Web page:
Jamie McCarthy/Getty Images

This article originally appeared on People. For more stories like this, visit people.com.

People.com/Gabrielle Olya
Apr 12, 2017 @ 4:30 pm

Vanessa Hudgens had to gain 20 lbs. to play a runaway teen in 2013’s Gimme Shelter, and when it came time to lose the weight after filming, the actress says she turned to SoulCycle.

“Put me on a bike in a room with loud music, and I’m happy,” Hudgens, 28, tells Women’s Health in the May issue of her go-to indoor cycling class, which she took twice a day to lose the weight. “It’s like dancing without the stress of worrying if you look good.”

Since she’s no longer in weight loss mode, Hudgens goes to SoulCycle whenever she can squeeze it into her schedule—but always makes time for yoga.

“I don’t consider it fitness,” she says. “It’s more like therapy for me.”

And practicing yoga also helped her get comfortable in her skin again after transforming for the 2013 role.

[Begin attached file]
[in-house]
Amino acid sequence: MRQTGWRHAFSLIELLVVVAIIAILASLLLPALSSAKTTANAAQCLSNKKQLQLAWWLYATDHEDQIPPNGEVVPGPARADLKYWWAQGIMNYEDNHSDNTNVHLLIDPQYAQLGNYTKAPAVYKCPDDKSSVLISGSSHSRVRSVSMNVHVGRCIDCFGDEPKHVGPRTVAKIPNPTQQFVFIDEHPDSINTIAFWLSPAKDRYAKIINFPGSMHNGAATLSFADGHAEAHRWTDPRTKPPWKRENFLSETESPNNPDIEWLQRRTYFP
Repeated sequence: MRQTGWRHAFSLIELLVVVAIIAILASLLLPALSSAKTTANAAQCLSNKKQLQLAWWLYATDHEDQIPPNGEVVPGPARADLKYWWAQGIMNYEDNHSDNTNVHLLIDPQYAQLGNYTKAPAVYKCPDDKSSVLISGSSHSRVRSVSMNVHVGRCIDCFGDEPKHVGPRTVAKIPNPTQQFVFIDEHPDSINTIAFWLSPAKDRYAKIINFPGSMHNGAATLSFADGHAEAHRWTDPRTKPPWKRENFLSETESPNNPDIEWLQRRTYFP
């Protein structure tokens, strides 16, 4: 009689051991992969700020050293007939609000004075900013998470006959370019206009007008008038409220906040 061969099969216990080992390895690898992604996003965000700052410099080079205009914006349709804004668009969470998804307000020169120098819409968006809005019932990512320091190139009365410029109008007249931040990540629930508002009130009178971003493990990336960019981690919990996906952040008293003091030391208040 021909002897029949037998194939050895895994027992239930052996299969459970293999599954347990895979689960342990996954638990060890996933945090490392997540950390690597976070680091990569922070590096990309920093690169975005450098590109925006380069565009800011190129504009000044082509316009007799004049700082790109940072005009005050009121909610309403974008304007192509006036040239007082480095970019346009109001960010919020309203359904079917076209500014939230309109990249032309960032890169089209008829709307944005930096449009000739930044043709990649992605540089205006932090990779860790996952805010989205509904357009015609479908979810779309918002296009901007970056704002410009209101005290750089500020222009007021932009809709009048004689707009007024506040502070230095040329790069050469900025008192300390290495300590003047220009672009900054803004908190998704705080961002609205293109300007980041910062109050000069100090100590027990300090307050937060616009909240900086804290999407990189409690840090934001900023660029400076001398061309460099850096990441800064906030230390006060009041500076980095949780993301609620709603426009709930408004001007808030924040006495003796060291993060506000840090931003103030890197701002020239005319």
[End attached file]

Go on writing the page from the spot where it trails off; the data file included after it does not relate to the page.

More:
“I looked in the mirror and was like, ‘Who am I?’ It was definitely a journey back to myself, and yoga helped,” says Hudgens.

VIDEO: How To Get Abs Like Gigi Hadid

 

The actress loves taking group exercise classes because they help keep her motivated.

“I’m really competitive when it comes to fitness,” she says. “I like being around people so I can compete.”

As for diet, the former High School Musical star says she’s finally found a plan that works for her body.

Thank you @womenshealthmag for having me on your cover! ✌🏼

A post shared by Vanessa Hudgens (@vanessahudgens) on

“High fats and no carbs,” says Hudgens. “When I ate carbs, I would get that dip in the afternoon where I felt really sluggish. When I’m off them, my energy stays consistent throughout the day. Since I got back to eating like this the last month or so, I’ve lost 10 lbs. That’s a lot for my [5’1”] height.”

To get in her daily fats, Hudgens eats a whole avocado every day.

RELATED: Vanessa Hudgens and Ashley Tisdale Debut Our Dream HSM Duet

“If I’m not getting enough [fat], my body holds on to calories,” she says. “We’ve been trained to think that fats are bad, but they’re so good—a source of energy and sustenance that keeps you going through the day. That’s the only way I can not eat carbs.”

You May Like